I offer Emotion Focused psychotherapy developed by Greenberg (note: this is not the same as Emotionally Focused Therapy, which is a therapeutic approach for couples developed by Sue Johnson). EFT is rapidly growing more and more popular. The basic assumption is that we all have fundamental emotions which point to essential universal human needs (like for example feeling connected/seen/understood or assertive anger when someone crosses your boundaries). When we grow up, we learn (mostly from our parents or other important caregivers) to suppress (some of) these fundamental emotions with so-called maladaptive emotions like anxiety, shame, guilt. Take as an example a child whose initiatives for closeness were met with criticism and rejection from the parents. This child may learn to connect closeness with shame. As an adult, this person can then have problems with intimacy with romantic partners, as he/she feels easily ashamed when trying to become close to someone.
As we humans don’t want to experience feelings like anxiety, shame and guilt, over the course of our life we develop strategies to not feel them. Common strategies are:

  • Worrying about things that can go wrong in order to feel control
  • Trying to achieve a lot in order to ‘gain’ recognition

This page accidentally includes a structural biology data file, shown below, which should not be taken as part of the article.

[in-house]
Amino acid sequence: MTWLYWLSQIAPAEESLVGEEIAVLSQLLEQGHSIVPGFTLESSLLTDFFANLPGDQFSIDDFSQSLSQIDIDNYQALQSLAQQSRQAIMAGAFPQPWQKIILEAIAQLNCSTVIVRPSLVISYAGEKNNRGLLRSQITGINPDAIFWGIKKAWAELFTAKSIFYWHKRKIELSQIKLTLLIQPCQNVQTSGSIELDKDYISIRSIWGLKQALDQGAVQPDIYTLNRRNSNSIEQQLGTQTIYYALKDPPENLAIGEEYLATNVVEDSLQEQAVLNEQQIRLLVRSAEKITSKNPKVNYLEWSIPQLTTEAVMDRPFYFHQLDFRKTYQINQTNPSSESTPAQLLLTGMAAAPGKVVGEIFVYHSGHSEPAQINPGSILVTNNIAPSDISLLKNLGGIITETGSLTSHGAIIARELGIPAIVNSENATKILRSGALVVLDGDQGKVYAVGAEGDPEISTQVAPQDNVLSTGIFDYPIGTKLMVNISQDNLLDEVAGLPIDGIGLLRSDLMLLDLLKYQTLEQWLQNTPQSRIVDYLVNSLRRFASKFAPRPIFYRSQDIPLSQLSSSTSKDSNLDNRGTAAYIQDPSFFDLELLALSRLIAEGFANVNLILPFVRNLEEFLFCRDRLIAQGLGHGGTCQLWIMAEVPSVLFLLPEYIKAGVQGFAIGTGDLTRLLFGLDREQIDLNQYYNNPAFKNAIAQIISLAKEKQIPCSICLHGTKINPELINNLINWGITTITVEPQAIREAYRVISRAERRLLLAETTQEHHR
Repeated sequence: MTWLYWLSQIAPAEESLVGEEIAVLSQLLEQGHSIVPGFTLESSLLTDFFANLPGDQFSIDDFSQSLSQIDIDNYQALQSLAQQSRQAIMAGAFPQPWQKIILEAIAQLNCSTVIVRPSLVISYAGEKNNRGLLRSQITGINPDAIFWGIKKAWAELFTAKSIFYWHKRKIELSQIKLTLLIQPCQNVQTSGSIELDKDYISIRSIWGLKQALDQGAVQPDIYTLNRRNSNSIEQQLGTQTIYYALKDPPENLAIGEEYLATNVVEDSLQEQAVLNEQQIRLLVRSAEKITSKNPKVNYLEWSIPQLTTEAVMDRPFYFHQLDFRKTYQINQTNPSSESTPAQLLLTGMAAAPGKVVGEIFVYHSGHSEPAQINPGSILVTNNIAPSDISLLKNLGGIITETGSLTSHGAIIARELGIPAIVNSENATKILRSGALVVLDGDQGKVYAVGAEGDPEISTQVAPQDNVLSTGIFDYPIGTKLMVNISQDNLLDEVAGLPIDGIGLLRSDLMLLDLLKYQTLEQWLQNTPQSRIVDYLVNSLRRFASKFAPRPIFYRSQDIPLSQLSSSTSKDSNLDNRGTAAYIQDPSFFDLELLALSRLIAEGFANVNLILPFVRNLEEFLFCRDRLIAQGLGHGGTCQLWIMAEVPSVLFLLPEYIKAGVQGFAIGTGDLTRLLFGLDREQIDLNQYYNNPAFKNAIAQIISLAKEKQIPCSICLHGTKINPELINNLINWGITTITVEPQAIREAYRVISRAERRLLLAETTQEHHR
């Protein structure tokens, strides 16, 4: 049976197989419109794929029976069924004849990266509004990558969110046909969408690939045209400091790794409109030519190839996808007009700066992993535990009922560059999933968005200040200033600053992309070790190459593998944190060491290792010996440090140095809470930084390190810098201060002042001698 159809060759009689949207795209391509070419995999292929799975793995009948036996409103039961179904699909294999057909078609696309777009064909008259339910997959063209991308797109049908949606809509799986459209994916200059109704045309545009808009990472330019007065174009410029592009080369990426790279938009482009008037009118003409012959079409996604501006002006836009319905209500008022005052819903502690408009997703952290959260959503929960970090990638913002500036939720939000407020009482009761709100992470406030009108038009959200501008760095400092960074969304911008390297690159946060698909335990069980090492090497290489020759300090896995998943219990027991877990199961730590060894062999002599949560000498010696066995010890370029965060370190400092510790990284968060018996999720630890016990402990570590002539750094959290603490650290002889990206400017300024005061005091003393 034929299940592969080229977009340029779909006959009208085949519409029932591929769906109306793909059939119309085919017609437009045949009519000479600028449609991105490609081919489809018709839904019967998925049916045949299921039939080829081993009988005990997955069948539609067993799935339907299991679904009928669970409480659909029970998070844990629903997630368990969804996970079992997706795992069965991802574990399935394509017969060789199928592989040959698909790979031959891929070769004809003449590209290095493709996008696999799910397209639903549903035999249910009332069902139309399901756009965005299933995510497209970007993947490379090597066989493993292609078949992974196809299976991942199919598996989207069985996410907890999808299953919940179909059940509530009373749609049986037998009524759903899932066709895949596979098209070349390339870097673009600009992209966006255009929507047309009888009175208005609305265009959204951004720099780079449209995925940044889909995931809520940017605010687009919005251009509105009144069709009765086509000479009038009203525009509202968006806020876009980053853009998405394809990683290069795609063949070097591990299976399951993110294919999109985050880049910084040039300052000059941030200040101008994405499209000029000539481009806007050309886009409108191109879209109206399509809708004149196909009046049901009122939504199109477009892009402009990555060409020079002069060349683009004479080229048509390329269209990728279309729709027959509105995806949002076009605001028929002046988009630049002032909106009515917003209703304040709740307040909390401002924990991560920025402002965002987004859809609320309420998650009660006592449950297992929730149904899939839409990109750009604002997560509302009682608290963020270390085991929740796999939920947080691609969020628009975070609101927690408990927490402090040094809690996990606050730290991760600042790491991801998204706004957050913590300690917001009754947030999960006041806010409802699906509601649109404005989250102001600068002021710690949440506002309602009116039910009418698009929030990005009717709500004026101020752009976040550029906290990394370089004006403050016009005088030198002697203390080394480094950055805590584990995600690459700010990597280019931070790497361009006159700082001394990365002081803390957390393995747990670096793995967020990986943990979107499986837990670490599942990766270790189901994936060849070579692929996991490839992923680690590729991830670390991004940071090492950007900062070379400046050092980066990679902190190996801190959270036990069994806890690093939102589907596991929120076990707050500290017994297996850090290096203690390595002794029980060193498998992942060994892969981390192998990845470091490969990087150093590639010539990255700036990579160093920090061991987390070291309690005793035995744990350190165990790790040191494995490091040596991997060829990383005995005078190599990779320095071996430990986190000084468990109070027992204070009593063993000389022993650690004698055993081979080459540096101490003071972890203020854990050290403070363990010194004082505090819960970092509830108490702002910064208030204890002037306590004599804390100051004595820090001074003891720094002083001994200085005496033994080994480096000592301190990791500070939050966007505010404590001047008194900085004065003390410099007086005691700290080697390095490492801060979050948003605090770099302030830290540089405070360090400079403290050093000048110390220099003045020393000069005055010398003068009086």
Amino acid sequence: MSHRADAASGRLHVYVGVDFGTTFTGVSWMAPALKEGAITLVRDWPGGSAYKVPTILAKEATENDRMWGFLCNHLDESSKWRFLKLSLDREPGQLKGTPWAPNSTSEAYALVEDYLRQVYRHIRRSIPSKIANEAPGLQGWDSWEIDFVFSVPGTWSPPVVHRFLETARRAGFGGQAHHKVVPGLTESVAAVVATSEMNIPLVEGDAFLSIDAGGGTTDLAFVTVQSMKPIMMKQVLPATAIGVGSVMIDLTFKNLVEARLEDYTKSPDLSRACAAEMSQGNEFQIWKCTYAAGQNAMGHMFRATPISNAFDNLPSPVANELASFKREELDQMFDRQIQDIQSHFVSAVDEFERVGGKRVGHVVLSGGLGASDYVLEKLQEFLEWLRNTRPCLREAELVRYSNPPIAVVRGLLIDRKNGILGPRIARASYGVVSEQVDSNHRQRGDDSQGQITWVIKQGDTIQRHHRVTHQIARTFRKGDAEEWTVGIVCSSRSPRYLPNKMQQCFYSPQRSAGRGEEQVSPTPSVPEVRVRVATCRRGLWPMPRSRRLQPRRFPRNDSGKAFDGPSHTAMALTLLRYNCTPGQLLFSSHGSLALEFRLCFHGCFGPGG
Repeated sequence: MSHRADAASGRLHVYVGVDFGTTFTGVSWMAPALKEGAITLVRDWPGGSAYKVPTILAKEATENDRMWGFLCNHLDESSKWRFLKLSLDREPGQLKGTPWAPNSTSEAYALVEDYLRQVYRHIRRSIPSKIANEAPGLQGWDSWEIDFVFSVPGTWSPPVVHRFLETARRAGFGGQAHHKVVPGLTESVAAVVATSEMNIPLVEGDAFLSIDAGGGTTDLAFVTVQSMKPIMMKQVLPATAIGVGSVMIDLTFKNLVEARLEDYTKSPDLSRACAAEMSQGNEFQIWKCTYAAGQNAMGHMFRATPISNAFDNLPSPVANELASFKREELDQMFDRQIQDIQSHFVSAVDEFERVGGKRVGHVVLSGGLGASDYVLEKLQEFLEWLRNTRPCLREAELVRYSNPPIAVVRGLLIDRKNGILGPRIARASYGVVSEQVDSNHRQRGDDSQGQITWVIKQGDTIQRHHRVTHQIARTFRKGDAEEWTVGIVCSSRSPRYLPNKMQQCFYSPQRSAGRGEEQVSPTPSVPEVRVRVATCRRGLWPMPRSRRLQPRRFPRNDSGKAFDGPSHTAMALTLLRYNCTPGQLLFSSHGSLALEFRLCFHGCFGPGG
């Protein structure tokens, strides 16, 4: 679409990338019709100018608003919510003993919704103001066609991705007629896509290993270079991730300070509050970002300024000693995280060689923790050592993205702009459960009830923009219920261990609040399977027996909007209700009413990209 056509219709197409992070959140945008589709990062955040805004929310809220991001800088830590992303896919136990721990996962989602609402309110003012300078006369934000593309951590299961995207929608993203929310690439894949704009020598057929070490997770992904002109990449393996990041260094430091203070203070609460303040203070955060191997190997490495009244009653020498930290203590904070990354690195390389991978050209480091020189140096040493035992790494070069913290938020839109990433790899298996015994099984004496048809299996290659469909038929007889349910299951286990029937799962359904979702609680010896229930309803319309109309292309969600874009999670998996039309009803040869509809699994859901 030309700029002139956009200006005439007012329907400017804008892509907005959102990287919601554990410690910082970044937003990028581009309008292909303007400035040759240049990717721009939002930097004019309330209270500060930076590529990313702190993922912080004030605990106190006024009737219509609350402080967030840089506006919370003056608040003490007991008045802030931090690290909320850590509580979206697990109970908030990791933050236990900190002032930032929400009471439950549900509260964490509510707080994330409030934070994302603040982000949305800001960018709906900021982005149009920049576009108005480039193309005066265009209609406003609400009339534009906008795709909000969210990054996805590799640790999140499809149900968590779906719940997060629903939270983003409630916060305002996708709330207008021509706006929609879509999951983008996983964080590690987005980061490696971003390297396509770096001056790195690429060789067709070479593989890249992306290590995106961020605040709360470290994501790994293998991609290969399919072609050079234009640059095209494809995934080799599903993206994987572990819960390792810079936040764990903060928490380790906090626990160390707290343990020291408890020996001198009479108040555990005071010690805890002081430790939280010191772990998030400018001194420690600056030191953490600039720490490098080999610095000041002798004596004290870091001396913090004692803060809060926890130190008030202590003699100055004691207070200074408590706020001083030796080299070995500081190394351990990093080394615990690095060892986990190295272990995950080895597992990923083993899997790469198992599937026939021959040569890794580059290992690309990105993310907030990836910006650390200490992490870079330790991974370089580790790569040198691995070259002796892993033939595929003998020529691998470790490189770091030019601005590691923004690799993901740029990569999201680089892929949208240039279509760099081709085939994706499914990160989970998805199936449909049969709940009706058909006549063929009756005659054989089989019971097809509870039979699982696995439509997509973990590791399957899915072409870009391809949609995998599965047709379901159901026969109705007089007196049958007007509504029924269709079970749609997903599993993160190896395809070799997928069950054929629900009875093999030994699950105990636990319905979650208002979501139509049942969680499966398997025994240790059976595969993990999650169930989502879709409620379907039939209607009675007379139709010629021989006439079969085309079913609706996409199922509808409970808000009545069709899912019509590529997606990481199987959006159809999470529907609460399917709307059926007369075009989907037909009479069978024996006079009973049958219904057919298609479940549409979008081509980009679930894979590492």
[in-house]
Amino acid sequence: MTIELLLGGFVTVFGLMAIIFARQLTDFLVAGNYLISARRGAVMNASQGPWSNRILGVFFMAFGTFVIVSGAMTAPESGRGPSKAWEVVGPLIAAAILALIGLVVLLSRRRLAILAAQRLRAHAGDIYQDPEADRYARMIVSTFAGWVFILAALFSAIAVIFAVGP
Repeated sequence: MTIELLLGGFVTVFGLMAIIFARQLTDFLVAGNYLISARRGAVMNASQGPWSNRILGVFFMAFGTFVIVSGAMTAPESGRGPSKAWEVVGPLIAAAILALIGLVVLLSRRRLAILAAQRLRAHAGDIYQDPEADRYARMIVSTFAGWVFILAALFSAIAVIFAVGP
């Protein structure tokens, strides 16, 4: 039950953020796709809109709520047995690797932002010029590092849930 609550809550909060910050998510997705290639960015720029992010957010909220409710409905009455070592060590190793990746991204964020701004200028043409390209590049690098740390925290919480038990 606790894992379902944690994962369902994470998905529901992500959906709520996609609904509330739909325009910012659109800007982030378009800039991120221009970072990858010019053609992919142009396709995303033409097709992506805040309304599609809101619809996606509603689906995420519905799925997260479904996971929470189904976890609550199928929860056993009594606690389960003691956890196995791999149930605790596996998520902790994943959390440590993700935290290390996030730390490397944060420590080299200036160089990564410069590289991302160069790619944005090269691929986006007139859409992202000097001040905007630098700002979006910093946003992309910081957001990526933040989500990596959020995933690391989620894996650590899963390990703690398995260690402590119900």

• Putting other’s needs first
  • Avoiding making mistakes (perfectionism)
  • Suppressing one’s emotions (eg by numbing out, taking substances, overworking, distracting oneself)
These so-called coping strategies do to some extent work (otherwise we wouldn’t stick to them). But in the long run, they will often cause problems. Putting other’s needs first can for example lead to unhealthy relationships. Perfectionism can cause a lot of anxiety when one is in a life stage where things are less under one’s control (eg when looking for a job after graduation or after moving to a new country). Emotionally, it’s often feelings of helplessness, frustration, a global sense of distress, a lack of energy, a depressed mood or anxiety which show that our coping strategies fall short and that motivate one to seek professional help.
The first thing you will notice when you do EFT-therapy, is that you’re encouraged to pay attention to any emotions that arise. This may feel scary at first. Many people have the belief that if you attend to emotions, you will ‘get stuck’ in them, or you will ‘drown’ in them. With help of the therapist and regulation techniques, you learn to find the right distance towards emotions: neither numbing them or drowning in them. By allowing emotions, you get access to the information which emotions possess (like the meaning of them or the needs which are connected to them). Furthermore, you can then become aware of deeper emotions which are hidden underneath them. It’s these deeper emotions that guide you on a journey of self-knowledge and self-acceptance. Eventually, difficult emotions connected to painful experiences from the past will transform. For example, the person who learned to connect closeness with shame, can work through his/her negative childhood experiences with his/her parents by connecting to assertive anger (asserting your needs and self-protection) and grieve.
Using self-assertive anger and self-compassion you can then develop a more positive sense of self and more assertively champion your own deep needs which weren’t met in the past in the present.